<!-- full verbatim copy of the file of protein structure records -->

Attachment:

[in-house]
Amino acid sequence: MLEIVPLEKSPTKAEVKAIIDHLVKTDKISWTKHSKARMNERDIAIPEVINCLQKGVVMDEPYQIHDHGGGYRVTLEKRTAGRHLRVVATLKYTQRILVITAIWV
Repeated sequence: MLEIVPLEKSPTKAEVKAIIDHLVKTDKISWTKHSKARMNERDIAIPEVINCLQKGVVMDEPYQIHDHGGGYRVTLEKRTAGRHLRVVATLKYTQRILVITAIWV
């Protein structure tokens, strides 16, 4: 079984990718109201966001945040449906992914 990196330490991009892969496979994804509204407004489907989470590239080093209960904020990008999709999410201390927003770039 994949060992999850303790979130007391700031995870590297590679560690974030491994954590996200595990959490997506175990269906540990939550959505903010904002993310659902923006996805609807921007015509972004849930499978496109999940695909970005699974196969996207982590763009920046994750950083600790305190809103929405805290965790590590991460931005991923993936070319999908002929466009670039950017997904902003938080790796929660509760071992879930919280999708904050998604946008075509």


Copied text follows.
[in-house]
Amino acid sequence: MLEIVPLEKSPTKAEVKAIIDHLVKTDKISWTKHSKARMNERDIAIPEVINCLQKGVVMDEPYQIHDHGGGYRVTLEKRTAGRHLRVVATLKYTQRILVITAIWV
Repeated sequence: MLEIVPLEKSPTKAEVKAIIDHLVKTDKISWTKHSKARMNERDIAIPEVINCLQKGVVMDEPYQIHDHGGGYRVTLEKRTAGRHLRVVATLKYTQRILVITAIWV
């Protein structure tokens, strides 16, 4: 079984990718109201966001945040449906992914 990196330490991009892969496979994804509204407004489907989470590239080093209960904020990008999709999410201390927003770039 994949060992999850303790979130007391700031995870590297590679560690974030491994954590996200595990959490997506175990269906540990939550959505903010904002993310659902923006996805609807921007015509972004849930499978496109999940695909970005699974196969996207982590763009920046994750950083600790305190809103929405805290965790590590991460931005991923993936070319999908002929466009670039950017997904902003938080790796929660509760071992879930919280999708904050998604946008075509």